The Second World War truly lived up to its name, touching every corner of the world as is ably illustrated in the book Abandoned World War II Aircraft, Tanks & Warships by Chris McNab.
This fascinating coffee table book sits at the intersection of history and travel with an impressive collection of photographs of artifacts that litter the globe more than seven decades after the end of the the deadliest war in history.
Divided into geographical sections, the book collects photos from a variety of sources that show rusting tanks, crashed aircraft and sunken ships, but much more, including numerous fortifications and other historical remnants.
While the photos are the book’s biggest draw, the well researched captions are its best attribute, offering much needed context for many of the images, but also imparting interesting and lesser-known stories about the war in some of its most far-flung locales.
For me, the most interesting photos were the abandoned German submarine bases which were brutalist masterpieces before brutalism was a thing, but there were many other images which captivated me.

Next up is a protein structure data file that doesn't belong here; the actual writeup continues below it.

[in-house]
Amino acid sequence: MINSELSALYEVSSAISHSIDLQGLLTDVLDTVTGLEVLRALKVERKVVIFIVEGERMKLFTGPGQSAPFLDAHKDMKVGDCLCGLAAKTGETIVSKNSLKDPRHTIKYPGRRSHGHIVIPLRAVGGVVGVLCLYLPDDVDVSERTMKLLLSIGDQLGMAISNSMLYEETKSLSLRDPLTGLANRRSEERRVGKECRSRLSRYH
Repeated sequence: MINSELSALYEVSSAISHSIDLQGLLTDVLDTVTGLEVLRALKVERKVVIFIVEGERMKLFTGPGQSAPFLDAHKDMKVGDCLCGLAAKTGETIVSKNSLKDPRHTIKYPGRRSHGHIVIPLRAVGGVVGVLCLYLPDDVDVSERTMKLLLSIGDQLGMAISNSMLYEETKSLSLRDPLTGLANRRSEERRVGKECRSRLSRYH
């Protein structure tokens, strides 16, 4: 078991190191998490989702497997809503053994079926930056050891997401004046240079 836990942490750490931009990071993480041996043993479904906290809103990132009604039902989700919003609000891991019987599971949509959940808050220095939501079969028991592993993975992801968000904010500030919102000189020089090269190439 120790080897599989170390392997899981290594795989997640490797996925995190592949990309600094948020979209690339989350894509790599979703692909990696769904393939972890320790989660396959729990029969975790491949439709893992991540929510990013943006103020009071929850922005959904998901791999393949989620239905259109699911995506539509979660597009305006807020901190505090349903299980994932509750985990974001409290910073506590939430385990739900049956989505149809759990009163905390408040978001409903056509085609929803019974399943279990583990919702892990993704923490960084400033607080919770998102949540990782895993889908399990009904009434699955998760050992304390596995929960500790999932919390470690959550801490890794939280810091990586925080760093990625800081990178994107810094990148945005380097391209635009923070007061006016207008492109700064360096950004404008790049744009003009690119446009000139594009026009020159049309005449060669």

While the book seems comprehensive, the images chosen represent just a tiny portion of what travellers with a keen interest in the war’s history can discover. I can think of fortifications in Quebec’s Gaspé and at Cape Spear, Newfoundland that I have seen that could have been in the book, but aren’t, and the remains of a crashed Liberator bomber that rests on the top of a mountain in Quebec’s Laurentian Mountains as another example.
Abandoned World War II isn’t for everyone, but if you sit at the centre of the Venn diagram where history, architecture, treasure hunting, archeology, travel and photography overlap, then you’ve found your next read.